Dieters should ignore advice that shedding the kilos slowly is better than rapid weight loss, a new study suggests.
Weight-loss guidelines recommend gradual weight loss for dieters, reflecting a widely-held opinion that dropping kilos slowly leads to less weight regain.
But a Victorian study found losing weight quickly is the best way to achieve dieting goals and the method is not likely to result in greater weight regain than the slow approach, according to a paper published this week The Lancet Diabetes & Endocrinology.
Experts say this study highlights the need for health practitioners to change their advice for the management of obesity.
"Our results show that achieving a weight loss target of 12.5 per cent is more likely, and drop-out is lower, if losing weight is done quickly," said researcher Katrina Purcell, from the University of Melbourne.
Researchers divided 200 obese men and women into two groups - half undertook a 12-week rapid weight loss program, while the others a gradual 36-week plan.
The 12-week dieters ate a low calorie, low carbohydrate diet and the 36-week group ate a balanced diet based on current dietary recommendations.
All participants aimed for a loss of 12.5 per cent or more of their bodyweight and those who succeeded were then placed on a three-year maintenance diet.
"We debunked the myth that the quicker you lose weight the quicker you put it on," said lead researcher Professor Joseph Proietto of the University of Melbourne.
"It makes no difference to weight regain.
"But what we found in the process was that with our rapid diet the success rate for reaching the target weight loss amount was higher - we weren't expecting that."
Only half of those on the 36-week plan achieved their target, while 81 per cent of those who did the 12-week diet achieved their weight loss goal.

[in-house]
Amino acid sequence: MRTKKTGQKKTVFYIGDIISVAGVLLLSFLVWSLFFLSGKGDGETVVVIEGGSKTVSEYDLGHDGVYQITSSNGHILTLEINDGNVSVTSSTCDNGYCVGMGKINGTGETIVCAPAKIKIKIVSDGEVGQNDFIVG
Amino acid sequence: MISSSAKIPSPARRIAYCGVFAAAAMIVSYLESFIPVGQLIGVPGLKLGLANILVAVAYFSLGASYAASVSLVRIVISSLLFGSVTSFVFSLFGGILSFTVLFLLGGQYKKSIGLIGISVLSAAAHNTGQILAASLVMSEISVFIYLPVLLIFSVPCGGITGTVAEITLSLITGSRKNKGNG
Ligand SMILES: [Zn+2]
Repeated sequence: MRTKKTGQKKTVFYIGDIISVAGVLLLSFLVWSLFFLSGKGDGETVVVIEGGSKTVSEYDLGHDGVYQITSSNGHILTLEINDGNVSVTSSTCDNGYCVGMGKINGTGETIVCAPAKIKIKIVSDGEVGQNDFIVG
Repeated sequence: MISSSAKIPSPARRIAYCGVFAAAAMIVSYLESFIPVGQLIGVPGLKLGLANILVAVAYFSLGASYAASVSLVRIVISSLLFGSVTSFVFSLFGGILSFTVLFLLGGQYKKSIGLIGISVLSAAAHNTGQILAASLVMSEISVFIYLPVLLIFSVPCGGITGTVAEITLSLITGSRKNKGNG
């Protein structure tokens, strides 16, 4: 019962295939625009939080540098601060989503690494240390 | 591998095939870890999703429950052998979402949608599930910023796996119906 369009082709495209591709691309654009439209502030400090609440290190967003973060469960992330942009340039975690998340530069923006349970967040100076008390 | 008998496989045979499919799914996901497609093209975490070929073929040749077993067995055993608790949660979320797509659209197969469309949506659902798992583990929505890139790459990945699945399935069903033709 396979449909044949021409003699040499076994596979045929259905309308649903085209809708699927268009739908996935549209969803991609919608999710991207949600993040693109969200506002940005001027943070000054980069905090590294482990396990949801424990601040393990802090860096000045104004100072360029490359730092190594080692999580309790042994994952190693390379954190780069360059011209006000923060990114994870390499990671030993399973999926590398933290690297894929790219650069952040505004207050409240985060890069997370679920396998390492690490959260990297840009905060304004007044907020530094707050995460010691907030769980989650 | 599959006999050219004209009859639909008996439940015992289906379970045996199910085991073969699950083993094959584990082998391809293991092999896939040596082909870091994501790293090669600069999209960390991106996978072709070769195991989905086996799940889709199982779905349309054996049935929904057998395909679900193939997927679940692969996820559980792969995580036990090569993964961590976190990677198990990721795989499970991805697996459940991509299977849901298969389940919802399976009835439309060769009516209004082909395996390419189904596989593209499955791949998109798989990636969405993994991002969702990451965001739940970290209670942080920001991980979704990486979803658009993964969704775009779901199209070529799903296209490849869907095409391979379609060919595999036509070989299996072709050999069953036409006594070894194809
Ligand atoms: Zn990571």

However, at the end of the trial, about 71 per cent of the participants in both groups had regained the weight they had lost.
The initial successes may be due to the fact that losing weight quickly may motivate participants to stick to the diet, Prof Proietto said.
But more importantly, the limited carbohydrate intake of the fast-track group may have promoted greater satiety, and less food intake by inducing the production of hunger suppressants called ketones.
"The people that lost weight rapidly had higher levels of ketones," he said.
When people eat less carbohydrate, their bodies turn to fat for energy and more ketones are generated, he said.
Professor Susan Jebb, of University of Oxford in the UK said the study shows that the common claim that more rapid initial weight loss is associated with more rapid regain is false.
"This is important because it will enable professionals to recommend a broader range of treatment options so that people may be more likely to find the one that is best suited to their lifestyle," she said.
UK-based dietitian Gaynor Bussell warned that on rapid weight loss diets where hunger is suppressed due to ketone production that ketones can make the blood pH too acidic, which can cause kidney damage.
"Most studies have shown slow weight loss to be better for a number of reasons; one of these is that rapid weight loss can mean that more muscle mass is lost than if the weight loss is gradual; thus lowering the rate at which it burns calories.
Very low calorie diets are also short on nutrients, she said.
"Vitamin and mineral supplementation is needed on such diets, which is never as good as getting the nutrients from food."